A year later, I met Yacub. We fellowshipped and discussed doing something together. I visited Yacub and Amina’s home in upstate New York. We filled up on good shrimp stew and listened to and talked about music. We discussed the importance of musical integrity, especially when collaborating across cultures. ‘Cub asked me about Congo Square in New Orleans. I said no one has ever heard the music, but I was certain we could evoke that spirit. New Orleans is the only place in the U.S. with an African soul. We dance and play music and give everybody nicknames. We have holistic religions and believe that music is an extension of everyday life. At one time, we even knew that music had meaning connected to consciousness and identity. Some people still know. Throughout our lives, New Orleans musicians maintain this Crescent City way because it feels good, good, good.
The Jazz at Lincoln Center Orchestra and Odadaa! collaborated on a concert entitled “Africa Jazz.” We tried to come together in a meaningful way. We played compositions by Coltrane, Ellington, and original pieces by both groups. In performance, we discovered things about balance, orchestration, and the beat—our two musics are very different. We realized that a collaboration showing both groups at their best might not be possible. After a period of disappointment, Yacub and I decided that there were several successful pieces from the concert. These were used to construct a foundation for a true collaboration–Congo Square. ‘Cub taught me many things: bell patterns, rhythms, and melodies of the Ga people. Most importantly, he taught me that music has meaning in all of our different cultures. And to lose the meaning in a rhythm or in the sound of an instrument is to lose your bearing in the world.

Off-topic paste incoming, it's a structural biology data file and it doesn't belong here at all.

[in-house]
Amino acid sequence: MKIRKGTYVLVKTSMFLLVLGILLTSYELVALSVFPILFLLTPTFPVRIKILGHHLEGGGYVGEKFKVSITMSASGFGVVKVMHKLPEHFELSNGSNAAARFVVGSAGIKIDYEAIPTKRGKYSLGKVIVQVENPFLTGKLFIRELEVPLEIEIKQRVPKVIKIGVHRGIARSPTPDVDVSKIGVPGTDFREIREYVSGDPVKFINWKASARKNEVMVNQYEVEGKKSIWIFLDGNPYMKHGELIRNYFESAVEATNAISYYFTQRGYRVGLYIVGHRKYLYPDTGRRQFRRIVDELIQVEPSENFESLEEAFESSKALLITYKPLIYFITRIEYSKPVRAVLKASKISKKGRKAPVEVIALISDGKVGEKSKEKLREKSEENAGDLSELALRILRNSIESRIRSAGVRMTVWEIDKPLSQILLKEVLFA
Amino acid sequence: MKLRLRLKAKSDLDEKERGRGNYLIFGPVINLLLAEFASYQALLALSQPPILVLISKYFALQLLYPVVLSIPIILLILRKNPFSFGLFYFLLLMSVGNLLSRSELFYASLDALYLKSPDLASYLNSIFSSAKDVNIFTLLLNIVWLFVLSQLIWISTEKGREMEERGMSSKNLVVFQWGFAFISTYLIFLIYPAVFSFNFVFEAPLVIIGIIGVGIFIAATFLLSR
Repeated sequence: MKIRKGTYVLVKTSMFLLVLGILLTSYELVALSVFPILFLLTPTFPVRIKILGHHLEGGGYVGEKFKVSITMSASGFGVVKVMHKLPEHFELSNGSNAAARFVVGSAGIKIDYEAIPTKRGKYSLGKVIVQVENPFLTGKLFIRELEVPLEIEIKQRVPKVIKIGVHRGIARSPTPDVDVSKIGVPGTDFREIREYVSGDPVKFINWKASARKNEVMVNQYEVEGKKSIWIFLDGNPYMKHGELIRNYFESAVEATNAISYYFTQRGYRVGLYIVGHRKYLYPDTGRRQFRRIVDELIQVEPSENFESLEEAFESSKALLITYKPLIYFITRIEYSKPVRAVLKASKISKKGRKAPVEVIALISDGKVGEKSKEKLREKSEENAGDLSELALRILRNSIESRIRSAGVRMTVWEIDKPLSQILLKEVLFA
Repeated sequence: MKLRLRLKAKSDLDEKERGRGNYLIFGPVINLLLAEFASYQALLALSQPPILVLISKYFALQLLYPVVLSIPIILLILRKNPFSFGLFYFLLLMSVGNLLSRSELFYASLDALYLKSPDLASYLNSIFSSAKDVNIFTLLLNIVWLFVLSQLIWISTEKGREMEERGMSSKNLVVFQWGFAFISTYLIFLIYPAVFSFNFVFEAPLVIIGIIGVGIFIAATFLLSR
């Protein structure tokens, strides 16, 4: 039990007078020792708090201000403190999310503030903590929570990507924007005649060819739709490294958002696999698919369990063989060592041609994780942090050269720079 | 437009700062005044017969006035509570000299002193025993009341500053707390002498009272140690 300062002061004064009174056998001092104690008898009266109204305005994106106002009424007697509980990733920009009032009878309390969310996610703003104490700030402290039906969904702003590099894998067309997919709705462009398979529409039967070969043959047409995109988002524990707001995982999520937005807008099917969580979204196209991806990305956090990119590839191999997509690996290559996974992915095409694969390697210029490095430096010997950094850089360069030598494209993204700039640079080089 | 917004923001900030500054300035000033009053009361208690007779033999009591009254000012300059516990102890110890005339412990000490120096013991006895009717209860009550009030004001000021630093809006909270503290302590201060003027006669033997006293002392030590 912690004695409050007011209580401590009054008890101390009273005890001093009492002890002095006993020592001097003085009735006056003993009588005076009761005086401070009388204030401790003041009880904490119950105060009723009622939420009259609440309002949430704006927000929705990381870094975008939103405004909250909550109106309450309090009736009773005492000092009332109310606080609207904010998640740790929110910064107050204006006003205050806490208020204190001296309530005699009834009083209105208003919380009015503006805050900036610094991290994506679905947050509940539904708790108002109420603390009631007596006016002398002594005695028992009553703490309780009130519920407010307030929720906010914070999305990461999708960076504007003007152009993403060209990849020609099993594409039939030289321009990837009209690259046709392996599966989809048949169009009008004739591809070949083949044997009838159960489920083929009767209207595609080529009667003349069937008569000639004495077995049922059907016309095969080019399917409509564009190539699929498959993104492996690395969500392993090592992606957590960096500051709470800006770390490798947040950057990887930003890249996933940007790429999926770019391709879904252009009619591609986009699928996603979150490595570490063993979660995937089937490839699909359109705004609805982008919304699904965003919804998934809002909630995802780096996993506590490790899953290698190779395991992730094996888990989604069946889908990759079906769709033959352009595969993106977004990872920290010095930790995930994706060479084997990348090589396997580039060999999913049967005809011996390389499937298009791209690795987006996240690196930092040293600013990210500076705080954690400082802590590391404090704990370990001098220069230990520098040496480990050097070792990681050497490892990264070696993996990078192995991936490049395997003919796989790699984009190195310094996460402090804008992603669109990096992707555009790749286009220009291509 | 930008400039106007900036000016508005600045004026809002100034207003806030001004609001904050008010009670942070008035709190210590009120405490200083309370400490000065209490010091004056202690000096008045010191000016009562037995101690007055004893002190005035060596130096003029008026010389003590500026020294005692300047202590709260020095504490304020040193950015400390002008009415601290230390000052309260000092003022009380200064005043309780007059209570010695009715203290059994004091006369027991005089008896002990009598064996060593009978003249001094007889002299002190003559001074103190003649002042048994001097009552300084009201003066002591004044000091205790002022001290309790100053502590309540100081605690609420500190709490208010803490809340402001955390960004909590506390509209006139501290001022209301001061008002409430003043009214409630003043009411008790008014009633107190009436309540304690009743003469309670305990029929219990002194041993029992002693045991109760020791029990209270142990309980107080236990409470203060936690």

After Katrina hit New Orleans, we knew Congo Square would be special. The piece is about diverse people coming together, about family, about the individual will to freedom. It’s about reaching to understand other ways of hearing. My little brothers Carlos Henriquez and Ali Jackson did so much to help me hear and understand the placement of the bell and the rhythms of Odadaa!’s music. Our music improved with their guidance. We spent hours arguing over the placement of the beat and the proper time signature. There was lots of headwork to solve problems of balance, orchestration, and groove. Finally, when our two ensembles came together, it was like a family reunion, festive, fulfilling, and complete.
Yacub is a genius. A man with great depth of feeling. It is one of the highlights of my life to know him and his wife Amina and work with Odadaa!. This recording is a culmination of our 15-year relationship and of a lifetime of keeping the meaning in our musics alive.
I would like to thank all of my brothers in the Jazz at Lincoln Center Orchestra as well as our staff and Board of Directors at Jazz at Lincoln Center. This is truly a labor of love. Thanks to my brother Delfeayo and Patrick Smith for their late-night hours of work mixing and editing this recording. Hoonyob Skobb (David Robinson). Our supporters and sponsors, thank you. To the members of Odadaa! who bring tireless energy and love to every note of music they play–we came together and continue to be together. I am sure in the spirit of Congo Square we’ll forever be together.
Jazz at Lincoln Center Orchestra personnel:
Wynton Marsalis (Music director and trumpet); Ryan Kisor, Sean Jones, Marcus Printup, James Zollar (trumpets); Chris Crenshaw, Vincent Gardner, Elliot Mason (trombones); Walter Blanding, Victor Goines, Sherman Irby, Ted Nash, Joe Temperley (reeds); Dan Nimmer (piano); Carlos Henriquez (bass); Ali Jackson (drums).
Yacub Addy (founder & leader, percussion, vocals); Okoe Nunoo (assistant leader, percussion, vocals); Obuamah Laud Addy (vocals, percussion); Ani Apang (guitar, percussion, vocals); Imani Gonzalez (vocals); Zorkie Nelson (percussion, bamboo flutes, vocals); Tawiah Nunoo (percussion, vocals); Ayaa Tagoe (flutes, percussion, vocals); Otey Thompson (balaphones, percussion, vocals).